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Published: August 12th 2015
So, who, exactly, decided Suleiman was magnificent? Was it his mother? His wife? She had good reason to think well of him. Maybe one of his concubines? We know he had at least three. Who was this guy?
I got interested in Suleiman because of the mosque named for him. Suleiman wanted to turn Constantinople into the jewel of the Ottoman Empire, and to that end he had Mimar Sinan, one of the greatest architects of all time, design a resplendent mosque on a hill overlooking the Golden Horn.
You can see this mosque quite clearly from the Beyoğlu side of the Galata Bridge, and it looked pretty, well, magnificent. And big! I decided this was to be my destination for the morning, and while I had a general idea of how to get there, I didn’t map it out street by street. Part of my reason for this was that street signs are pretty few and far between in Istanbul, and besides, it was a big place, I should be able to see it from blocks away. How hard could it be?
Pretty hard as it turned out. While you can see the mosque clearly from the
other side of the bridge, once you are in the twisty warren of back streets and alleys in the neighborhood around the mosque, the mosque disappears from view. It’s very hilly in the area, and there isn’t enough open space to get a clear view.
Needless to say, I got lost pretty quickly. But I believe that with a good map and a working compass I can find just about anything. This area, or at least the part I found myself in, was full of small warehouses and little machine shops. I’d see someone unloading a truck, point to the mosque on my map, and they’d point me in the direction to get a block or two closer. I’d then repeat the process until I got to the walls of the mosque compound.
Side note: For those of you with GPS on your ever-so-smart phones, don’t gloat. I saw one group of young Germans march confidently into an alley that dead-ended in a parking lot. There may have been a passage there once upon a time, but it isn’t there now.
Finally, I came upon the sign identifying the area as part of a UNESCO World Heritage
site. I followed the wall until I came to an opening, and found myself on the lawn in back of the mosque. Even from the back this place was impressive. I found the entrance to the courtyard and the entrance for visitors.
It’s hard to describe how beautiful this place is without resorting to clichés. The inner courtyard is light and airy, with a vaulted colonnade for shelter from the weather. The fountain in the center is no longer used for ritual ablutions, but it is still a lovely centerpiece for the courtyard.
The Mosque of Suleiman is actually bigger than the Blue Mosque, and to my eye much more stunning. It seems lighter, there are more windows, and the tiles are pastel colors, not just blue. The dome rises to about 174 feet (53 meters) which contributes to the feeling of lightness, as do the pastel stained glass windows.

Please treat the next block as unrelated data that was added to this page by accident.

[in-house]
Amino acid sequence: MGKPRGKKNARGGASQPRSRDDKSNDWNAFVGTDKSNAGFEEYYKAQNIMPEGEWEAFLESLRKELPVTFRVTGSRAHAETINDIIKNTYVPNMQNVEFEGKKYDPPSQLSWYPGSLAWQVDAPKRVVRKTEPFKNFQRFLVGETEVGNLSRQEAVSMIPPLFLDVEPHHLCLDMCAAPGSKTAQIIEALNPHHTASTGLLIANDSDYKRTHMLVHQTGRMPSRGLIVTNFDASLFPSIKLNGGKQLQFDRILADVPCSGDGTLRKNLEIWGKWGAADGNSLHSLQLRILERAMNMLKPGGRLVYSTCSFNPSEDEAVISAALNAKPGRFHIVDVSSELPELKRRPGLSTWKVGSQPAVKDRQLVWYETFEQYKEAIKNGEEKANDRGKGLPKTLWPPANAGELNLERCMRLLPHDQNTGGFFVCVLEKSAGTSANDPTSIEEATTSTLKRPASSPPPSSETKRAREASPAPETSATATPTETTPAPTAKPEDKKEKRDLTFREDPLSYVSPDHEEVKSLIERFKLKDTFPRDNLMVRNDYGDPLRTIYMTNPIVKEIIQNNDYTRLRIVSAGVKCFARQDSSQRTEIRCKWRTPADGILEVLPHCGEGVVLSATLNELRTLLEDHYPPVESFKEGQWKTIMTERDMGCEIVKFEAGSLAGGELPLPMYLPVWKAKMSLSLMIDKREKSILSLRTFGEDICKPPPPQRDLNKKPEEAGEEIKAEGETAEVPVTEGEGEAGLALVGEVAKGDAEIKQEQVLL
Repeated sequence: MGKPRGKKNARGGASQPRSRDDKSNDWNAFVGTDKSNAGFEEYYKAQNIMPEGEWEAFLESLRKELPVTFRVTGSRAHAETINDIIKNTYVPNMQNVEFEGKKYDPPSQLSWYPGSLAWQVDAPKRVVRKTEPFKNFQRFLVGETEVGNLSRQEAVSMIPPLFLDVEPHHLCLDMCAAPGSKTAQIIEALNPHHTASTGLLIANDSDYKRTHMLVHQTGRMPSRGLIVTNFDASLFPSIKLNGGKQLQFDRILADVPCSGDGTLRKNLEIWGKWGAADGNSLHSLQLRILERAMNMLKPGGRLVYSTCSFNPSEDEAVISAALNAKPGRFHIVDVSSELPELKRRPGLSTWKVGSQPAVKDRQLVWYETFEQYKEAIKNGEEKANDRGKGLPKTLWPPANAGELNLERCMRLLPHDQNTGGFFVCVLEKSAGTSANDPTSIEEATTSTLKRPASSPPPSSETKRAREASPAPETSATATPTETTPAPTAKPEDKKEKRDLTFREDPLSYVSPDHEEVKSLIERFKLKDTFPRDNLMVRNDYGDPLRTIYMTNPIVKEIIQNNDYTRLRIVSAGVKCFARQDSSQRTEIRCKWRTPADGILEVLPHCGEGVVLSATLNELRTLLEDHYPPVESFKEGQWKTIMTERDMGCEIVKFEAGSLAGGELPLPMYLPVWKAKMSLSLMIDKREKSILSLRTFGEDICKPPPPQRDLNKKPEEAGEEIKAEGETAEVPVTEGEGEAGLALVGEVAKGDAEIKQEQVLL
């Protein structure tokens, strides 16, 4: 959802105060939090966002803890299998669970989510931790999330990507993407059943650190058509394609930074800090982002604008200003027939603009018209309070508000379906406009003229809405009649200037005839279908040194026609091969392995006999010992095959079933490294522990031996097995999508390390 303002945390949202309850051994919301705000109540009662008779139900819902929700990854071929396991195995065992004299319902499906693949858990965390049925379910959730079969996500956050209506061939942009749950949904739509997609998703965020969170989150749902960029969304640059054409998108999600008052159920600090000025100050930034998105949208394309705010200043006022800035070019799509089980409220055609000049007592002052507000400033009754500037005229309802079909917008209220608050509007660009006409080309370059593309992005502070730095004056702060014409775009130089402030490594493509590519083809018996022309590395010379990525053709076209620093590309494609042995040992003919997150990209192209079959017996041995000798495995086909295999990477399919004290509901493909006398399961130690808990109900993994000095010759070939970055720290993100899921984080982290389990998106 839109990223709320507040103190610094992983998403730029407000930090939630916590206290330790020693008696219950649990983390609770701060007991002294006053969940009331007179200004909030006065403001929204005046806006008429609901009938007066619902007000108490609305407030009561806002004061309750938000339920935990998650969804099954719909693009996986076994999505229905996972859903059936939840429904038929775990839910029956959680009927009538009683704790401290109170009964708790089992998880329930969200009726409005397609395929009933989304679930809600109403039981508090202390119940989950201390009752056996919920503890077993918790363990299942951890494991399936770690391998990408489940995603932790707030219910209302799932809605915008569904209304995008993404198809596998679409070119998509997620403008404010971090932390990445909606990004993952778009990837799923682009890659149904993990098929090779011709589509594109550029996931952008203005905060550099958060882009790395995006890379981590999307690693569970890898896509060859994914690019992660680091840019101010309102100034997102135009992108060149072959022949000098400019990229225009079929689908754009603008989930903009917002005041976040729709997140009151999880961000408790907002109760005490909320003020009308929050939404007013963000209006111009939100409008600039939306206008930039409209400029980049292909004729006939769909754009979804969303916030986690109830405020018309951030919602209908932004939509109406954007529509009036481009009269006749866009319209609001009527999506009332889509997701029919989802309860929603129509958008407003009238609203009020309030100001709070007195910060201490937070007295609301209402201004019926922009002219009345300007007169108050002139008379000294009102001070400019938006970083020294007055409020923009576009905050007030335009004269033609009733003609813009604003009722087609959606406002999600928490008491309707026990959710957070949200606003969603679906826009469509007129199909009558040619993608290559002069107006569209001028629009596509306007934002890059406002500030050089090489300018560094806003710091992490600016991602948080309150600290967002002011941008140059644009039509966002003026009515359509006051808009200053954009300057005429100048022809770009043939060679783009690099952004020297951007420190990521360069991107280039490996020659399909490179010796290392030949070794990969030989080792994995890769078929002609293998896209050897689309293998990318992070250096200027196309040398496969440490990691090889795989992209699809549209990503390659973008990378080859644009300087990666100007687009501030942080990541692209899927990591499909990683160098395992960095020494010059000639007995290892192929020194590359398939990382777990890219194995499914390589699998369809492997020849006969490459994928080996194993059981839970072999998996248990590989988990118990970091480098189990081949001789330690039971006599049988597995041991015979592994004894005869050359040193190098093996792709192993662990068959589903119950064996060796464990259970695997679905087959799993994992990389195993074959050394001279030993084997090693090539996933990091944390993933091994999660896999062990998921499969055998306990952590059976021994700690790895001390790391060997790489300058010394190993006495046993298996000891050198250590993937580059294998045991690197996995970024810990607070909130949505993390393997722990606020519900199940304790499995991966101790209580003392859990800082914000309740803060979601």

Since Islam prohibits the depiction of living beings, the decoration inside the mosque is a fine display of calligraphy and geometric design. Your eye is immediately drawn to the huge medallions with the names of Muhammad and Allah written in calligraphy.
Even though I wasn’t required
to go to the women’s section – it wasn’t prayer time – I went behind the screen anyhow. And while the wooden screen separating the women from everything else was beautifully carved, it was really hard to see through. I felt very much cut-off from the activity in the main hall.
Suleiman didn’t have just a mosque built, though. The complex included a school, a hospital, an inn for travelers, a medical school, a tomb complex, and a soup kitchen. The soup kitchen now is home to a restaurant. The tombs of Suleiman and his wife are still there, in a well maintained graveyard that is set in a pretty garden. It is a very calm resting spot. A little noticed feature of Suleiman’s tomb is a bit of black stone set in an arch above the entrance. This is a piece of the Hajar al Aswad, the eastern cornerstone of the Kaaba, the holiest site in Islam.
Just outside the gate to the complex I stopped to have a lemonade in one of the little cafes that line the street. Back in the 16th
century, the income from these little shops would have helped to support the
mosque. As I was sitting there looking at my map, trying to figure out how to get back to the tram without getting lost, I found an area labelled “Botanik Parki, and since I was in the neighborhood, I decided to stop by.
After walking past the entrance three times – the outer wall was undergoing restoration and covered by scaffolding – I found my way in. Turns out this is part of Istanbul University’s horticultural department. I was greeted by a gentleman about my age who turned out to be one of the professors. I think he was a little lonely, it was summer and there were no students or other professors around. He showed me his classroom and told me a little about the history of the gardens. It was green and beautiful and a nice oasis before trying to find my way back.
Oh, and it was the Europeans who called Suleiman the “Magnificent” or the “Great Turk.” Among his own subjects he was known as “Kanuni” or the lawgiver, for his development of a single legal code for the Ottoman Empire. He was also known as a great poet, a protector of Christians and
Note the design in the center white part is a calligraphic representation of the name of Allah.
Jews within his empire, and a fierce (and successful) military commander.
But I’m betting his wife thought he was pretty magnificent, too. She was a Polish slave who he elevated to be his official wife, and to whom he wrote delicate love poetry. She stayed with him at court until her death.
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